Period Style Homes: 1920 - 1930's House
During the 20's and 30's there was a boom in house building, over four million houses were built to cater for the demands of the new changing family. People wanted to own their own homes and new suburban developments appeared all over the country. Houses were often built as pairs, each showing slight external differences such as different porches or timbering but fundamentally the same internal layout. The overall living space was smaller than the previous decades with a hall leading to living room, dining room and kitchen. Upstairs there was three bedrooms and internal bathroom. Home owners wanted an up to date house with a plumbed in kitchen, internal toilets and a garage. Three out of four household had radios and people embraced this new technology.
Two distinct styles developed. The traditional choice had evolved from the earlier Arts & Crafts era of romance and decoration. Mock Tudor Houses and Cottage Style homes were the most common to appear in suburban developments. Houses were a mix of red brick, pebbledash and half timbering with red clay tile roofs and tile hung walls. Other features included leaded glass in iron casement windows set in wood, heavy oak doors with iron nails and fittings - all reminiscing from Jacobean and Tudor times. The modern approach was to reject all decoration and to go for a clean cut simple design. The Bauhaus style from Europe was influencing a house style that was plain and stream-lined. Moderne homes were about functionability. Roofs were flat and walls were painted concrete, windows were large and plain.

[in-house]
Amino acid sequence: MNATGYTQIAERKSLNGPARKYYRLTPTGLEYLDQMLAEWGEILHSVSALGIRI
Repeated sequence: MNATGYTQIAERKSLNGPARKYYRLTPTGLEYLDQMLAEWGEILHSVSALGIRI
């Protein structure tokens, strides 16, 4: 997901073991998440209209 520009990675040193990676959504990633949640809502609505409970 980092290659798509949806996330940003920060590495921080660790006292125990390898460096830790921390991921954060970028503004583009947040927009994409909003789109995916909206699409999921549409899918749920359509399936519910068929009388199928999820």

"Government statistics show that almost three million homes were built in Britain in the 1930s. The construction frenzy peaked in 1936 when builders put the finishing touches to 370,000 houses, more than double the number built in 2006. Wealth and improved transport links enabled a burgeoning middle class to leave crowded inner cities for space and peace in the suburbs." Times Online
With mortgages becoming more accessible and affordable, the average married couple could buy their dream home. With the introduction of hire-purchase schemes heavily marketed by retail firms, the low income family could now purchase all the domestic products they needed. Craftsmanship gave way to mass produced items. Furniture once made by a carpenter was replaced by machine made products. Consumers were bombarded with advertising to buy all the latest technologies - wireless radios, plumbed in washing machines were all on the young couple's wish list. "Between 1924-35 there was a growth of the furniture industry by some 91.1 per cent." Professor Peter Scott University of Reading Business School 2007
The Daily Mail Newspaper sponsored the annual Ideal Home Exhibition which showed all the latest household appliances and designs. "Middle-class housewives, whose budgets could not accommodate the increase in the cost of domestic help, would be more likely to purchase appliances to ease their own workload than wealthy woman who would probably purchase appliances for their servants to use." The Allure of the Household Appliances in the 1920's by Loretta Lorance